At stadiums and arenas, however, team pride overrode all other concerns. Bootleg apparel was (and is) sold in parking lots and worn with every bit as much pride as the genuine articles. Fans who wore the expensive “authentic” jerseys weren’t considered any more dedicated than those who wore something they got for free out of a t-shirt gun or for $20 out of someone’s trunk. The only divide was between those who were wearing the correct team’s apparel and those who weren’t. The streets were where authenticity mattered, where a well-made fake would get you more props than a cheaper, but properly authorized, replica.
Which brings us back to Kaepernick and his protests. Kaepernick’s actions during the National Anthem has made him a national figure, much larger than his play ever did even when he led the 49ers to the 2012 Super Bowl. And, in turn, wearing his jersey has become a statement in and of itself. Considering all of that, the question of whether said jersey is authentic or not becomes a very minor concern. The name on the back is all that matters.
The first time I wore the bootleg Kaepernick jersey on the streets of New York City, I received two comments. The first was from a well-dressed black man in his 20s or 30s who came up behind me at 57th and Park and said “I wore my jersey yesterday.” I apologetically launched into my story about getting got, but he didn’t care—he was already crossing the block. The next, from a black doorman at a hotel on 57th between Park and Lex, started with “nice jersey” as I approached and ended with “take a knee!” as I passed by. I just raised my hand in acknowledgement.
The best way to think of a Kaepernick jersey right now is, blasphemous as this will be to some, is as an American flag. Think about it. When you buy a flag, you’re not buying a specific brand. You’re not looking for a stitch-for-stitch replica of Betsy Ross’s original flag from 1776, or the one raised at Iwo Jima. Funny enough, you probably don’t even care where it’s made. You’re not buying an object as much as you’re buying a symbol, a red, white, and blue piece of cloth to put on display that stands for something larger. The rest doesn’t matter.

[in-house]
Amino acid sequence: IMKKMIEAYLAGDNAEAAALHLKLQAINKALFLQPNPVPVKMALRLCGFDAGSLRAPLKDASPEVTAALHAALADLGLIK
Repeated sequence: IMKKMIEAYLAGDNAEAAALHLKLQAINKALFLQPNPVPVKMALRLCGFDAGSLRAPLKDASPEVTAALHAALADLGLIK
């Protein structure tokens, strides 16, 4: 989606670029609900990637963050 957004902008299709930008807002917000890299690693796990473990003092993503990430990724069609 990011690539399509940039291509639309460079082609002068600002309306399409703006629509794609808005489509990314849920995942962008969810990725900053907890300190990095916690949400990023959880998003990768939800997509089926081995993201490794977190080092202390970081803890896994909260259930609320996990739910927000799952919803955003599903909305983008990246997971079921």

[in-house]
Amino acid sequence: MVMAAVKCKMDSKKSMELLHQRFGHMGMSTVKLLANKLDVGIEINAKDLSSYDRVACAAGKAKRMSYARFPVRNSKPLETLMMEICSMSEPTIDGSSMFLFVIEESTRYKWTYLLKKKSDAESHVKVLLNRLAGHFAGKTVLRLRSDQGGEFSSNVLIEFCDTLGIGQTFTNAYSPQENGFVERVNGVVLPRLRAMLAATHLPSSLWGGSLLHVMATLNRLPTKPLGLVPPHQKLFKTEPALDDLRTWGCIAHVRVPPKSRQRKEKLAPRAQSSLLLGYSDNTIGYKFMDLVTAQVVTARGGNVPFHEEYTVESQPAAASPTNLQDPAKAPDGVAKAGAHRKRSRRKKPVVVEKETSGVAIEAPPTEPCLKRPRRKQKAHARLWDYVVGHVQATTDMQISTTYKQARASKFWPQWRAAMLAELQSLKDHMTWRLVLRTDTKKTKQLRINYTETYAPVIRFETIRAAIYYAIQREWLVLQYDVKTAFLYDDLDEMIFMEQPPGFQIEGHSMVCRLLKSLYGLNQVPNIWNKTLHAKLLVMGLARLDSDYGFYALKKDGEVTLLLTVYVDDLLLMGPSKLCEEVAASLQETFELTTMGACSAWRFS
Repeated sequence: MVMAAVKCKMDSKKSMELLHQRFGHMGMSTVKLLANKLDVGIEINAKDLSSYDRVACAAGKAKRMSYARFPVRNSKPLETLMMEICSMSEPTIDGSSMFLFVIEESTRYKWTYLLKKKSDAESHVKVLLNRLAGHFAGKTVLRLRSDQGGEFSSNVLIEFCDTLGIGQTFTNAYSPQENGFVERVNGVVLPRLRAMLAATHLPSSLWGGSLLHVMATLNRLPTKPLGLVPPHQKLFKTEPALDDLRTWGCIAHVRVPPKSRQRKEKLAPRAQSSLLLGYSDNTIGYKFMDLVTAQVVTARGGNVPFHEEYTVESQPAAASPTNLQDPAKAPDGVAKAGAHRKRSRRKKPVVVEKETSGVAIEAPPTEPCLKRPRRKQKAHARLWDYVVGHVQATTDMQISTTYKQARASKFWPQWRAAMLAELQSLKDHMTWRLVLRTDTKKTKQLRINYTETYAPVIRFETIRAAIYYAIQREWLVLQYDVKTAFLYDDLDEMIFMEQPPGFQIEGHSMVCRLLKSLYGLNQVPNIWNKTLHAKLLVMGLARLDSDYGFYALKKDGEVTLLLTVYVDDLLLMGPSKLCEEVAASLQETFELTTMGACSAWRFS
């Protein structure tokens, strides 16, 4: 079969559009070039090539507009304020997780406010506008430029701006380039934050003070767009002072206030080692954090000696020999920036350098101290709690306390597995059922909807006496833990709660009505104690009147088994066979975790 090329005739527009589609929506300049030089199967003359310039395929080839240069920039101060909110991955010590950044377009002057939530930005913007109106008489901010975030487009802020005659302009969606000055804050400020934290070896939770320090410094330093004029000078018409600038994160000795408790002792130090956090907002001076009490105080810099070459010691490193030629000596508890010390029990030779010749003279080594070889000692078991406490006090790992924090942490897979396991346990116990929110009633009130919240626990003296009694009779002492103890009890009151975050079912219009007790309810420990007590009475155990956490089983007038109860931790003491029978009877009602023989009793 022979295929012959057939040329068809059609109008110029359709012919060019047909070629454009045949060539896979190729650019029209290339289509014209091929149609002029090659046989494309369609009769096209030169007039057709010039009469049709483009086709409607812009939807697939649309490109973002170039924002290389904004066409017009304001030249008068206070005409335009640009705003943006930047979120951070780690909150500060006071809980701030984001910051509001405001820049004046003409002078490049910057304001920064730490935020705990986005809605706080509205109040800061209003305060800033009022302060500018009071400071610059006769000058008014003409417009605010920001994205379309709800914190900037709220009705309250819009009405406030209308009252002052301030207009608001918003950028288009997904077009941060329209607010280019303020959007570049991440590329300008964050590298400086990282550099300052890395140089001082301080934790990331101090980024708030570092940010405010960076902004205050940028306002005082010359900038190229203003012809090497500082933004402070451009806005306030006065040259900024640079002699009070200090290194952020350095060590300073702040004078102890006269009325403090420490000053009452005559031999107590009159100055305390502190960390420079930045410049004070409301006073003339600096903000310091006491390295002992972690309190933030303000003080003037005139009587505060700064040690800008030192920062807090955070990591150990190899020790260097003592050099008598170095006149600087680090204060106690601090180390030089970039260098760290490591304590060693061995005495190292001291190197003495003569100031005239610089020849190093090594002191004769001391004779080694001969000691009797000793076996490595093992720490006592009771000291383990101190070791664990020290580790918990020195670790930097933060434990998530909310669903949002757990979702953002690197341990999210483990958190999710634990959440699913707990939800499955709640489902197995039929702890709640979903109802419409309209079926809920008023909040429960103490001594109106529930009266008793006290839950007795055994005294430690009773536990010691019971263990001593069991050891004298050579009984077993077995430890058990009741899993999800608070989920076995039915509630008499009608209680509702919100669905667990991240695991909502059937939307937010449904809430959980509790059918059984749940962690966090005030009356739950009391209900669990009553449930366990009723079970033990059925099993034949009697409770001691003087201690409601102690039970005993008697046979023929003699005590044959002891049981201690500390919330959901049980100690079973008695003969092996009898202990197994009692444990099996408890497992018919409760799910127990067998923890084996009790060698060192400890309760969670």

There are other considerations with a jersey, of course. The manufacturer paid for the rights to produce it, and a share of the profits go to both the league and the player. Buying a bootleg, knowingly or not, takes a cut out of that. For Kaepernick, whose last deal was for $126 million with $61 million of that guaranteed (although he likely won’t even make that much), one suspects the extra money doesn’t matter as much as spreading his message does. As for Nike and the NFL, they’ll probably survive somehow. In fact, not giving money to the NFL may be one of the best reasons to buy a bootleg jersey.
But having never bought a bootleg jersey before, knowingly or unknowingly, my fugazi Kaepernick jersey bothered me. As soon as I realized it was fake, I ordered a real Nike Limited one off the Nike site—so much for saving money. It arrived on Friday. The red was richer, the numbers unwrinkled. The nameplate looked as if it were sewn on by someone who was actually paying attention, the Swooshes on the sleeves embroidered rather than sewn on. It is, in every sense, a better product. And it’s official.
So why do I like it less?